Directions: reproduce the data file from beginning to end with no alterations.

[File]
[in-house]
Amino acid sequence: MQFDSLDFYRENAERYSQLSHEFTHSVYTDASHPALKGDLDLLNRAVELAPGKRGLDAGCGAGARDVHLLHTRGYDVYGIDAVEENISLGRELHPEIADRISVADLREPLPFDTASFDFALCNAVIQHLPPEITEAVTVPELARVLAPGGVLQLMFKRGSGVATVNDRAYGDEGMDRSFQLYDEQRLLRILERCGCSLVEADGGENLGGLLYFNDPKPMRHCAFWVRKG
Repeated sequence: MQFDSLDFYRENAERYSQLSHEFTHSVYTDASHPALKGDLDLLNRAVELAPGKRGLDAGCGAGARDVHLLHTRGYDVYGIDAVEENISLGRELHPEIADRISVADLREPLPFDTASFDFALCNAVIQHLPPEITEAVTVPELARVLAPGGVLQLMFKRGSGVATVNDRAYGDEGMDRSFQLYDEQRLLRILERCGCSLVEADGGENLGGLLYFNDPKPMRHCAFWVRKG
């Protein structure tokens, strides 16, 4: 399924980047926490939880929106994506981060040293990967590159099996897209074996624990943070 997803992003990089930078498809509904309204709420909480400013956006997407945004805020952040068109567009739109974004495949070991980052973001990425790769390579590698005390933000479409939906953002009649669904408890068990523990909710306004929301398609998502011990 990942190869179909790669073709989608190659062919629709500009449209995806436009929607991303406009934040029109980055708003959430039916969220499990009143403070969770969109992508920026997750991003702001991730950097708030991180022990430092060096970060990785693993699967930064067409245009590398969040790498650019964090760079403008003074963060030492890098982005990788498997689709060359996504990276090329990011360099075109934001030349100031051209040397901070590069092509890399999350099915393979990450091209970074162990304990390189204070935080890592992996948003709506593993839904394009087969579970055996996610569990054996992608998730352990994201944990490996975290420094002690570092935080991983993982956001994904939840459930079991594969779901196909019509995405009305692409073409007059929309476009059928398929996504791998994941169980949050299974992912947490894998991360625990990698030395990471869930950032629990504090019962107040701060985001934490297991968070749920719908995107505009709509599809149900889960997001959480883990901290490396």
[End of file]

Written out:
[in-house]
Amino acid sequence: MQFDSLDFYRENAERYSQLSHEFTHSVYTDASHPALKGDLDLLNRAVELAPGKRGLDAGCGAGARDVHLLHTRGYDVYGIDAVEENISLGRELHPEIADRISVADLREPLPFDTASFDFALCNAVIQHLPPEITEAVTVPELARVLAPGGVLQLMFKRGSGVATVNDRAYGDEGMDRSFQLYDEQRLLRILERCGCSLVEADGGENLGGLLYFNDPKPMRHCAFWVRKG
Repeated sequence: MQFDSLDFYRENAERYSQLSHEFTHSVYTDASHPALKGDLDLLNRAVELAPGKRGLDAGCGAGARDVHLLHTRGYDVYGIDAVEENISLGRELHPEIADRISVADLREPLPFDTASFDFALCNAVIQHLPPEITEAVTVPELARVLAPGGVLQLMFKRGSGVATVNDRAYGDEGMDRSFQLYDEQRLLRILERCGCSLVEADGGENLGGLLYFNDPKPMRHCAFWVRKG
């Protein structure tokens, strides 16, 4: 399924980047926490939880929106994506981060040293990967590159099996897209074996624990943070 997803992003990089930078498809509904309204709420909480400013956006997407945004805020952040068109567009739109974004495949070991980052973001990425790769390579590698005390933000479409939906953002009649669904408890068990523990909710306004929301398609998502011990 990942190869179909790669073709989608190659062919629709500009449209995806436009929607991303406009934040029109980055708003959430039916969220499990009143403070969770969109992508920026997750991003702001991730950097708030991180022990430092060096970060990785693993699967930064067409245009590398969040790498650019964090760079403008003074963060030492890098982005990788498997689709060359996504990276090329990011360099075109934001030349100031051209040397901070590069092509890399999350099915393979990450091209970074162990304990390189204070935080890592992996948003709506593993839904394009087969579970055996996610569990054996992608998730352990994201944990490996975290420094002690570092935080991983993982956001994904939840459930079991594969779901196909019509995405009305692409073409007059929309476009059928398929996504791998994941169980949050299974992912947490894998991360625990990698030395990471869930950032629990504090019962107040701060985001934490297991968070749920719908995107505009709509599809149900889960997001959480883990901290490396």